Effects of medicines in liver dysfunction

Last updated: Thursday, June 13, 2019

As well as understanding how liver dysfunction can affect the way the body handles medicines, it is also important to consider how medicines can affect the liver. This depends on the type of liver disease, degree of hepatic dysfunction and what signs and symptoms the patient has, so needs to be considered for each individual patient.

Adverse effect profile  

Consider the potential for medicines to cause adverse reactions such as those described below when choosing or monitoring a medicine in a patient with liver dysfunction. You can read more about this subject via the SPS website, but example side effects that may be of concern include:

✦  Changes to LFTs 
Some drugs can cause mild, transient, insignificant rises in LFTs but this is not an absolute contraindication in patients with liver dysfunction. The risks and benefits of using the medicine need to be considered, being aware that changes may skew the monitoring of the pre-existing liver condition.

✦  Pruritus 
Patients with cholestatic liver disease often experience severe itch. Avoid drugs with a high incidence of urticaria or itching.

✦  Fatigue 
Patients with cholestatis and cirrhosis often suffer from tiredness. Encephalopathy can be made worse by medicines that cause sedation. Avoid drugs which cause drowsiness.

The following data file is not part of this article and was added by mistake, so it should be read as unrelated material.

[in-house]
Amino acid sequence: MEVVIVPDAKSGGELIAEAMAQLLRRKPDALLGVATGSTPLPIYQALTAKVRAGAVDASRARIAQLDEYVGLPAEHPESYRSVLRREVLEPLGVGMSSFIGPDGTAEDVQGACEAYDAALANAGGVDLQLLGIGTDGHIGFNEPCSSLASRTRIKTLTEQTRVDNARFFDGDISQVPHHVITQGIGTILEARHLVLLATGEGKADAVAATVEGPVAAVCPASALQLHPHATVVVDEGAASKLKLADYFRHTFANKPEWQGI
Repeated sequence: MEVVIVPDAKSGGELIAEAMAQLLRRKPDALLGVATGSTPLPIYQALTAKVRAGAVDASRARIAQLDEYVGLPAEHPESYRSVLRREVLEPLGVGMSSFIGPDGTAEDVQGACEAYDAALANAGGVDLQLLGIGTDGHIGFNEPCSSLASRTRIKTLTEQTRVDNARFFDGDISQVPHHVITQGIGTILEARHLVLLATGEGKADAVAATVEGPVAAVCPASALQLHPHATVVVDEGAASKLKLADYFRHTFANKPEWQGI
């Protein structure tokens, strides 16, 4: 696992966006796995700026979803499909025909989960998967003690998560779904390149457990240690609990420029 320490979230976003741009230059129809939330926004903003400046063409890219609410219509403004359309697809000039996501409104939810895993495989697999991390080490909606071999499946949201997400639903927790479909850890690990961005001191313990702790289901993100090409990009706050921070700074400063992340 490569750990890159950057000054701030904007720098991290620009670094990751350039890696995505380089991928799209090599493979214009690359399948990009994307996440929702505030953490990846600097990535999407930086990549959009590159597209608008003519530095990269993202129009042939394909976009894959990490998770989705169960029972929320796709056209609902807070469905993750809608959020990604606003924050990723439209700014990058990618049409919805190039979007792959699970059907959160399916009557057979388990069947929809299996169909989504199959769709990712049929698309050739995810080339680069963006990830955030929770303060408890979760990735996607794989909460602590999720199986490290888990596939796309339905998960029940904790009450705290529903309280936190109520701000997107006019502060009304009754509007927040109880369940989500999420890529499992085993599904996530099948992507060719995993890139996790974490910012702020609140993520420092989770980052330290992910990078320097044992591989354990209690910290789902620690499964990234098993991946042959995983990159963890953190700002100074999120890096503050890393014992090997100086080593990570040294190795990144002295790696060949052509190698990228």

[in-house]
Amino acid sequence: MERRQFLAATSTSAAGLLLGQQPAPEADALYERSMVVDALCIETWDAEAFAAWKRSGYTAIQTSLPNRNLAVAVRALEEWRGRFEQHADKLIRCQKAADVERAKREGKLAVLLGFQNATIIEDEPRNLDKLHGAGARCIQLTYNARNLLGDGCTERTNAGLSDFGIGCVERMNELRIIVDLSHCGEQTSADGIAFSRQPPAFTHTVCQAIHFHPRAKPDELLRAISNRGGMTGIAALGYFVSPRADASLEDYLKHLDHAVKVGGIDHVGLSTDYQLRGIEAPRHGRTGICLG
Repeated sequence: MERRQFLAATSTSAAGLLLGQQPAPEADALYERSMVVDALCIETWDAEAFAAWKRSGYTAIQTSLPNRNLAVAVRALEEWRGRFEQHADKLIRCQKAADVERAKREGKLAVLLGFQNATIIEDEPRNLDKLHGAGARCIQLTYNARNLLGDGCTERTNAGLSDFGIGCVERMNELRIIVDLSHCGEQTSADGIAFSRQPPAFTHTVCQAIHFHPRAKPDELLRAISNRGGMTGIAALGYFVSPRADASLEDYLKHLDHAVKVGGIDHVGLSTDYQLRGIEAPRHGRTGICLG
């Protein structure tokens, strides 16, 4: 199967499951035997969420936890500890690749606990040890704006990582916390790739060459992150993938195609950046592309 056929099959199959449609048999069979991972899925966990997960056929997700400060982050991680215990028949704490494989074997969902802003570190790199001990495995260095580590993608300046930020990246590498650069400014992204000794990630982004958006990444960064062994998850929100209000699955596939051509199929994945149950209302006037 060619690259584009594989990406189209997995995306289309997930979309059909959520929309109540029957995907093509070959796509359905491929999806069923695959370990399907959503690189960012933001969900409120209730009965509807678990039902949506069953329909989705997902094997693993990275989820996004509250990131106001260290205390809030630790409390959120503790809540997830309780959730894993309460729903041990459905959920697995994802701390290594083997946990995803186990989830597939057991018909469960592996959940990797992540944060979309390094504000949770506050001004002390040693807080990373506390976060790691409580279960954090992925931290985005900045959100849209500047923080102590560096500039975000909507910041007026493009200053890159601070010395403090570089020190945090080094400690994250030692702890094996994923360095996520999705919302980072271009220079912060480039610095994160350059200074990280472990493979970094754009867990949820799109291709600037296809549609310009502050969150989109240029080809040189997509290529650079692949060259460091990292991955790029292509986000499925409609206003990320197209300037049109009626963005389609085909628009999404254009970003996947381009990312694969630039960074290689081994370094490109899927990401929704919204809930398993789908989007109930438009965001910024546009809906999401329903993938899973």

✦  Clotting abnormalities
As discussed earlier, patients with liver dysfunction may have impaired clotting. Drugs with an associated bleeding risk (anticoagulants, NSAIDs, antiplatelets) should only be used where the benefit outweighs the risk.

✦  Changes to electrolytes
Ascites can be made worse by increasing sodium levels. Avoid drugs which can increase sodium e.g. NSAIDs inhibit salt and water excretion. Consider the sodium content of drugs e.g. effervescent tablets, IV preparations. Encephalopathy can be precipitated by electrolyte disturbances.Drugs which can cause electrolyte disturbances should be used where the benefits outweigh the risks and with appropriate monitoring.

✦  Constipation
Encephalopathy can also be precipitated by constipation. • Gastrointestinal irritation - This can increase the bleeding risk in patients with varices. Avoid drugs that irritate the GI tract e.g. NSAIDs, bisphosphonates.

✦  Nephrotoxicity 
Certain types of liver disease increase the risk of developing renal impairment. Use nephrotoxic drugs with caution, and avoid if possible - especially in patients with hepatorenal syndrome.

Hepatotoxicity 

There are two types of hepatotoxicity: intrinsic, which is predictable, reproducible, dose-dependent, and idiosyncratic, which is unpredictable and independent of dose. The decision to use a drug with a hepatotoxicity risk depends on various factors:

  • The reported frequency and severity of hepatotoxicity 
  • Reversibility of liver damage. 
  • Clinical urgency of treating the condition concerned.
  • The other options available as treatment.

In general, patients with pre-existing liver disease are thought to be at no greater risk of drug-induced liver damage than the general population. There are a few exceptions to this rule (e.g. methotrexate, rifampicin). However, patients who have pre-existing liver disease may have less hepatic reserve to allow them to cope if hepatotoxicity occurs; therefore avoid drugs that have a high incidence of causing liver damage if at all possible.

Liver Transplant Patients 

Post-liver transplant, patients are the same as any other patient when considering the effect of medicines on liver function. If the patient has normal liver function, then there are no extra precautions to take.

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